“Very true,” said Henry, “and this is a very nice day, and we are taking a very nice walk, and you are two very nice young ladies. Oh! It is a very nice word indeed! It does for everything. Originally perhaps it was applied only to express neatness, propriety, delicacy, or refinements—people were nice in their dress, in their sentiments, or their choice. But now every commendation on ever subject is comprised in that one word.” ~ Henry Tilney, Northanger Abbey

Catherine and Henry’s sister, Eleanor, have made the grave mistake of describing a book that Henry is quite fond of as nice. We read Henry’s response to their choice of description above.

So, what does any of this have to do with faith? At first, I did not know. I simply though the quote amusing. But then, after praying for a glimpse of insight, I got to thinking about how many words or expressions we water down until they no longer hold their meaning….. I love you…. I’ll pray for you…. She’s such a good person….

What does love mean? Especially when we say we love people that we later unfriend on Facebook or delete from our relationship status?

When we say, I’ll pray for you, what does that look like? One momentary pray shot up to heaven to fulfill an obligation (guilty). Or does that mean adding the prayer to a list we pray daily, earnestly seeking God’s guidance and help for someone who has asked us to entreat Him on their behalf?

Who is a good person? What is the definition of good? Have none of us ever sinned, or lied, or hurt someone’s feelings?

I love you…

According to scripture, God is love. His grace, mercy, truthfulness, endurance, all those things are love. Love is not an emotion, it is a commitment. When we say “I love you,” it should not mean, “I really like you right now because you make me happy.” Loving someone is not about them making us happy. It is about caring for them, no matter what, all the days of their lives.

Love is patient and kind; love does not envy or boast; it is not arrogant or rude. It does not insist on its own way; it is not irritable or resentful; it does not rejoice at wrongdoing, but rejoices with the truth. Love bears all things, believes all things, hopes all things, endures all things. Love never ends…. ~ 1 Corinthians 13:4-8a (ESV)

And the greatest love, Jesus says, is to lay our lives down for our friends (John 15:13). #HarryPotter.

I’ll pray for you… 

For the longest time, when I said this, I meant it but would forget to follow through. To hedge the guilt of forgetting, I started to pray right away for that person—which I still do now. However, there are pray requests that are for more than just a moment. Prayer requests for healing of a marriage, from an illness, for guidance, etc. that are journey prayers. They need to be prayed over the journey. For those, the Hubby and I devised a system. We each have prayer lists in our notes apps that we add to and revise as needed. This helps us to stay true to our word. When we say, We’ll pray for you, we mean it. And sometimes God puts a person or issue on our hear that we pray for for years without ever being asked. Prayer is important; we need to stop watering it down by making empty promises of it to those beseeching our help.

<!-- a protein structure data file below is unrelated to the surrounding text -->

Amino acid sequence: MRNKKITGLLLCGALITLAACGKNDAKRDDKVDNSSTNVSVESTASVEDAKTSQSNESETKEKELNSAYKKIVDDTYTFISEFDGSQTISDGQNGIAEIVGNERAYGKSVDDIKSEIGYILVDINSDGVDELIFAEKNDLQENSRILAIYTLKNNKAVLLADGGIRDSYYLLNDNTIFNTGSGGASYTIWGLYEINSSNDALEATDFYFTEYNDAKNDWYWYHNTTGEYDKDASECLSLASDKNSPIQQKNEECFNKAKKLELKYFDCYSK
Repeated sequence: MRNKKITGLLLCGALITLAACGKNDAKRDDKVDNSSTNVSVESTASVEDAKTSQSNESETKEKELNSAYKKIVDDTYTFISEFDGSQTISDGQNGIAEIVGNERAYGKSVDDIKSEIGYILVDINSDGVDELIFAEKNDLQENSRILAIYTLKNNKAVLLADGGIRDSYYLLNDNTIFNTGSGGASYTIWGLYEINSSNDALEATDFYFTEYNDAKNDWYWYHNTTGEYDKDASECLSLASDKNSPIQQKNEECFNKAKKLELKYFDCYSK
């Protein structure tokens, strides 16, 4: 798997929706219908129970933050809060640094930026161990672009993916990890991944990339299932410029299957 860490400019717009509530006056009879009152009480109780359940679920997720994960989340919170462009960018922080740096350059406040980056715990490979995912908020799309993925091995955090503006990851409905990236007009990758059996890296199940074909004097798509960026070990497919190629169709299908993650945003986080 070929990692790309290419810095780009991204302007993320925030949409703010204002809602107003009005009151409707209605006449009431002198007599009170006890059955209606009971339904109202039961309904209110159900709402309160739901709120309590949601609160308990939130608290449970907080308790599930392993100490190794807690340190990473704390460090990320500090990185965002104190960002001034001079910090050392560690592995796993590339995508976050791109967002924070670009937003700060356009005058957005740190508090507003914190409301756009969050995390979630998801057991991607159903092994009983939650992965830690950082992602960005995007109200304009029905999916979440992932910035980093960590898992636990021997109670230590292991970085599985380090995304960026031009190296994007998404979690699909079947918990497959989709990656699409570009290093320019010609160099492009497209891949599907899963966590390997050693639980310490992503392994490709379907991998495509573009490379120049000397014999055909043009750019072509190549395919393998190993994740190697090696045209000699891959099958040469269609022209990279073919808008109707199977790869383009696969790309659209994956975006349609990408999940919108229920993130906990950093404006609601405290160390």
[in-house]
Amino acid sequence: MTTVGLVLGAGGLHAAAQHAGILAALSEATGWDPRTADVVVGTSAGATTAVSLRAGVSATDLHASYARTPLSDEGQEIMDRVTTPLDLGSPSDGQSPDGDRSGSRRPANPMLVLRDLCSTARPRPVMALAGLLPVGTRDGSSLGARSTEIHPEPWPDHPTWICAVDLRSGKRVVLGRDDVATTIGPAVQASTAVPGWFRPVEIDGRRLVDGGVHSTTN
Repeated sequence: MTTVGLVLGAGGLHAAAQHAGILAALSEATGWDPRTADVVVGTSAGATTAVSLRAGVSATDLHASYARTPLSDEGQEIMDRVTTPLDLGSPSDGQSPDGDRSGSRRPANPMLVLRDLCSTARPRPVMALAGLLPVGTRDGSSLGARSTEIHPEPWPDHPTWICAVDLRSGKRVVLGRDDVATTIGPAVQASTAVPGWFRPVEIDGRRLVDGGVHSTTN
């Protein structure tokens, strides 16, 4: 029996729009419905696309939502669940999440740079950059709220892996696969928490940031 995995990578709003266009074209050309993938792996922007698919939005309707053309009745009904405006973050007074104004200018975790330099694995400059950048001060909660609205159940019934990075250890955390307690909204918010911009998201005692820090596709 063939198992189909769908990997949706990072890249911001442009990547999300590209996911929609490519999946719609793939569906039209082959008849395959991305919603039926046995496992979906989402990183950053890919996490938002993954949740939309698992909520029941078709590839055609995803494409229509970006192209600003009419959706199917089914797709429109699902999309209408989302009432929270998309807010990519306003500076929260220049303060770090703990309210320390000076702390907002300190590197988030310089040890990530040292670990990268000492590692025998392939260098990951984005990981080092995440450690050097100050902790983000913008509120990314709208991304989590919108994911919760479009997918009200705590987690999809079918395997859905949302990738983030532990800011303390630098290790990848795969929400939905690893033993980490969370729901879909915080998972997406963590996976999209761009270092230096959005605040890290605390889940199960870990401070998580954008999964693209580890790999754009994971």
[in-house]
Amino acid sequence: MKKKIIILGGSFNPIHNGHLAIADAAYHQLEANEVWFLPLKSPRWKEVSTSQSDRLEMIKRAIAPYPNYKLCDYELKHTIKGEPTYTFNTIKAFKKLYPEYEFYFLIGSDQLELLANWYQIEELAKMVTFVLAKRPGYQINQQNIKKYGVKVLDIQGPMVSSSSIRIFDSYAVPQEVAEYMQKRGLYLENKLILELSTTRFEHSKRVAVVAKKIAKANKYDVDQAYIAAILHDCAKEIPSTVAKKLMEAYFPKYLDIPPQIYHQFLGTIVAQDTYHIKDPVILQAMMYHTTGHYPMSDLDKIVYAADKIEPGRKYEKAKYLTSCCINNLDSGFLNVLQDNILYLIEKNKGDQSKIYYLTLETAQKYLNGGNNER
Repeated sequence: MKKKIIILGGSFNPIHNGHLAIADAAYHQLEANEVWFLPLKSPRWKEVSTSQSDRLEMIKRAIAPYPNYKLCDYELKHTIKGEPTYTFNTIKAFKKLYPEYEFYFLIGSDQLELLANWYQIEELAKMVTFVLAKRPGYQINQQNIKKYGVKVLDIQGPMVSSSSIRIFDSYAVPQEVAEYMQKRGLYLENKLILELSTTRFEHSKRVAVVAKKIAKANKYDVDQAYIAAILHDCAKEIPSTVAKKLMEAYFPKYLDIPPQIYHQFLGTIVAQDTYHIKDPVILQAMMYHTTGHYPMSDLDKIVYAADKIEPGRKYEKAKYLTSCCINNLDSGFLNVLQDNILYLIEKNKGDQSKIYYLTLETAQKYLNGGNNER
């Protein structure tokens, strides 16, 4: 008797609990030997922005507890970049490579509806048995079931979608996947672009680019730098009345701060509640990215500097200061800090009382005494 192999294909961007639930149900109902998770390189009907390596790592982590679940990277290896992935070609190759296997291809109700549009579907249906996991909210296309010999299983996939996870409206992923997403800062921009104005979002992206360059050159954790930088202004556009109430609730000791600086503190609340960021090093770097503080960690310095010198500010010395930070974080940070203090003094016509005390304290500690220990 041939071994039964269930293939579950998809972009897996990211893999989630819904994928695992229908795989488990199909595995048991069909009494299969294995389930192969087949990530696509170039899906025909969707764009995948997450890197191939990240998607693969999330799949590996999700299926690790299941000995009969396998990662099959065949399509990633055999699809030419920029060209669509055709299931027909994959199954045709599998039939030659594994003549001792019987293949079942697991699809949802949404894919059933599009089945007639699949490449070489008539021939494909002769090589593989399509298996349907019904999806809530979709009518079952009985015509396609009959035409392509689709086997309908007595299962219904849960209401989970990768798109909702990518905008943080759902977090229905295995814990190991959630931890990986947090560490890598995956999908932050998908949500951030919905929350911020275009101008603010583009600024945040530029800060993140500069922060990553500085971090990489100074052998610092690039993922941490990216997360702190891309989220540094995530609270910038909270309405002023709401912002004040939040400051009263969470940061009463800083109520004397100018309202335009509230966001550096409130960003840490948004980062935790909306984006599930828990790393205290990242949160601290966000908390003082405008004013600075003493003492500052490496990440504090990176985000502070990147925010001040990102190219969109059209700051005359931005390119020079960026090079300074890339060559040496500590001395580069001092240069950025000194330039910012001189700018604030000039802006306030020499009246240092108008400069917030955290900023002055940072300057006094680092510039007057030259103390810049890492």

Therefore, confess your sins to one another and pray for one another, that you may be healed. The prayer of a righteous person has great power as it is working. ~ James 5:16 (ESV)

He’s such a good man

Really? If someone said that I’m a good person, I might smile and accept, but I know myself. I am not good. I have done some pretty un-good stuff in my days, and thought some very un-nice things. I know me—I am not good. The problem is, when we use the word good, we mean: not as bad as the really bad people. Well, hey, maybe I am and maybe I’m not. I don’t have any felonies. I pay my taxes. I have a good relationship with my parents. And I’ve been happily married for 6.5 years. But does that automatically qualify me for goodness?

And Jesus said to him, “Why do you call me good? No one is good except God alone….” ~ Luke 18: 19 (ESV)

Good means perfect. But no one breathing on this planet is perfect—no matter how good they seem to us. The problem with ascribing good to that which is fallible is the setting up of unfair expectations. When we expect someone to be good, we are expecting them to be always good, to be perfect in their goodness. The problem is, who can live up to that standard? We all fall. We all make mistakes. That doesn’t mean we aren’t caring, kind people who are striving to be more and more like Christ—who was God and is good. Most of us, I think, are trying to be better. But when we are labeled good and fail, we are treated like the greatest disappointment.

If you have ever failed at being good, and were met with ridicule or criticism—by yourself or others—do not feel alone. We are all failures at being good. That is the whole point of Christ. He came and gave himself as an offering to wash away all of our un-goodness, all of our failures, so that, as we strive to be more good like him, we can brush off our failures, have them not counted against us, and give us the assurance of being found guilt-free when we stand before God in heaven. All he asks in return is for us to trust in him. Not a bad deal.

Don’t fall for the watered down version of words or phrases. Find out what they truly mean. For the truth will give you clarity and set you free.

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